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Thread: It ain't the &*^%*ng caps!!!!!

  1. #1
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    It ain't the &*^%*ng caps!!!!!

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    At least it is most unlikely...

    There have been a couple of posts in the last month where people have gone blindly into equipment chasing a fault and immediately pounced on electrolytic capacitors as the source of all that is evil. IT JUST IS NOT SO!

    MODERN (and by that I mean anything less than 20* years old) capacitors rarely fail. They DO go short if abused VERY badly by over voltage but not at all often. They DO loose a bit of capacitance over the years but tis MINUTE and in any case any decent design will use a capacitor of 20 even 50% bigger than the absolute value needed for any application.

    So, If your amp/mixer/pre goes a bit hummy or fails altogher, DO NOT just swap out capacitors 'on spec' they are almost certainly NOT the culprit. MOST likely 'active' devices and in order of poor reliability..Discrete transistors &FETs, zener diodes, 78/9'regs', op amps, standard diodes, LEDs.

    AND! MOST of ALL! ASK HERE before you get the Pozi #2 out!

    *and imexp' even caps in 30yr old valve amps hold up in a very unkind place.
    Dave.

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  3. #2
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    Sort of agree, but for a novice that has absolutely no knowledge of electronics, troubleshooting, a lack of test gear, and lack of a schematic or ability to read one, caps are the obvious easy choice for hum problems sometimes for a novice. May or may not be the fix, but at least they tried and usually electrolytic caps won't break the bank and they learned a bit of soldering(maybe ).
    Yup, asking here is a good place start if not sure.

    Of problems I've had in recent years with my own gear.......
    - Trace Elliott BLX80 bass amp about 1999 vintage. Developed low consistent hum regardless of volume settings. Confident it was a filter cap(s) so didn't bother troubleshooting and replaced both. Hum was gone.
    - Yamaha DG Stomp effects box about 2000 vintage. Not hum, but a backup battery that would only last a few weeks rather than 3 or so years. Leaky cap was found to be draining battery prematurely.
    - Yamaha QX3 MIDI sequencer with boot problems. Narrowed down to an electrolytic cap that delays the start of the processor until other logic circuits have stabilized. Replaced cap and boot problem fixed. Needed scope and logic probe to troubleshoot this one.
    - Alesis and two pieces of Yamaha gear (early 2000 vintage) with encoders that got intermittent in data selection. You'd think at least Yamaha might use better reliability encoders.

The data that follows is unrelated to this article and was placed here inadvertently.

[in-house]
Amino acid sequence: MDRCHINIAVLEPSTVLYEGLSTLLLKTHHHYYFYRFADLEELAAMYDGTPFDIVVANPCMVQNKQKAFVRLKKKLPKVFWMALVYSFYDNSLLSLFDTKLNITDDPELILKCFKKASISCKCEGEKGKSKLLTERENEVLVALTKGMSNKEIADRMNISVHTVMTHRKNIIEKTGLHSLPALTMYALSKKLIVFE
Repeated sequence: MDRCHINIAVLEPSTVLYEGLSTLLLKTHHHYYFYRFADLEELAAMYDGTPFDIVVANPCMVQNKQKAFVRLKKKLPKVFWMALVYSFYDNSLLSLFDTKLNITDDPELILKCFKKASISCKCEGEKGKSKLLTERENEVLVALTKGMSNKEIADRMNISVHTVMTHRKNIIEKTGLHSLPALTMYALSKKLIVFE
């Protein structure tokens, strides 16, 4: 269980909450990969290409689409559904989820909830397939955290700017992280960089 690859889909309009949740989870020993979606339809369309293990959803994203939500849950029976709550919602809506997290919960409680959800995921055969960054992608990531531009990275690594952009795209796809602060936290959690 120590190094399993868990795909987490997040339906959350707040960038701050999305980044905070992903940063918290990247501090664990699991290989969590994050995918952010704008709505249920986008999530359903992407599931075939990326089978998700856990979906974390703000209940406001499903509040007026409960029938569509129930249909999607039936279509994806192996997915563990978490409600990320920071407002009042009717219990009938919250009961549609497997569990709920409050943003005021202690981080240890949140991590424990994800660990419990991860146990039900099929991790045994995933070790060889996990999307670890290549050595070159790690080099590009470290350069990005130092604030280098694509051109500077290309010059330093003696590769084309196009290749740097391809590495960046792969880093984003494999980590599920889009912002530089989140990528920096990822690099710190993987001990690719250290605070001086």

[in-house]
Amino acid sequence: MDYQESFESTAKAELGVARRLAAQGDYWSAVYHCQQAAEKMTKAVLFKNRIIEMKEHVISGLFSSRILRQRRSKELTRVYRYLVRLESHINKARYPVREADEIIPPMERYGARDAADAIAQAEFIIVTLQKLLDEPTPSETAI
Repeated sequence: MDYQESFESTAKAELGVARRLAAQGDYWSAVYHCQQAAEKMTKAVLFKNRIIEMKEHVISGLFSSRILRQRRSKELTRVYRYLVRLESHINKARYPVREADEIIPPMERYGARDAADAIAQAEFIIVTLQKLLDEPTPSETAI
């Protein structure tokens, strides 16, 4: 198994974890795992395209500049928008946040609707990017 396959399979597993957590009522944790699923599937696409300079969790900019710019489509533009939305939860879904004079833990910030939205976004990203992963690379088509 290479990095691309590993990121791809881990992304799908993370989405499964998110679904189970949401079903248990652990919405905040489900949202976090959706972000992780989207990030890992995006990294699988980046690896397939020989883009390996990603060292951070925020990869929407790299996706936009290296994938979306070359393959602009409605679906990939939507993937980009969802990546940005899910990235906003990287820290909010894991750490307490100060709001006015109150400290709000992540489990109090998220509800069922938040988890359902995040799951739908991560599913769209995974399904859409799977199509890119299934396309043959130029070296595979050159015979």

- Korg Wavestation keyboard that had gotten flaky in operation. From what I could tell the main CPU chip had issues. The Korg service manual listed some test software and fixtures for troubleshooting so didn't bother to go further and sold for parts or repair.
    - ART MPA II preamp, one channel intermittent. Ribbon cable connector making poor connection to header pins on circuit board.

    Haven't had to do anything to a couple old 60's vintage Silvertone tube amps I have, other than upgrade the two wire AC cords and plugs and maybe a tube or two along the way and no hum from either amp
    Mark.......

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    I tell people to look there first because it's one of the few things that a man without a meter might be able to see with their eyes.

    Agreed, though - There's no a lot of point blindly swapping parts.
    ---------- Steenaudio Website ----------

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    Ok Mark you experience in the states has been different from mine. I have really found capacitors in even 'domestic' kit, TV's and VCRs to be remarkably reliable. Back in the day, early 'hi fi' was a bit feeble and transistors would die in Leak and Sony amps under even mild provocation but the caps were fine.

    I understand that it only about NOW that Quad 303 and 405 amps need re-capping? But then they were always very compact designs and probably ran pretty warm.

    But my point was really DON'T GUESS! A shorted cap is easily diagnosed. One that MIGHT be causing hum through loss of capacitance can easily be checked by tacking a new one across it. Anytime an inexperienced person attacks print to change a component they run the risk of damaging said print. The damage can usually be repaired but rarely looks good.

    Dave.

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    I guess the few times I've had semiconductors bite the bullet is when the gear had taken a hit from a surge or spike of sorts and that hasn't happened much as of late. Otherwise most of my repairs involved what I noted above or similar. Yes caps are 'remarkably reliable', but then again the gear they are put in now days is pretty reliable overall as well.
    Mark.......

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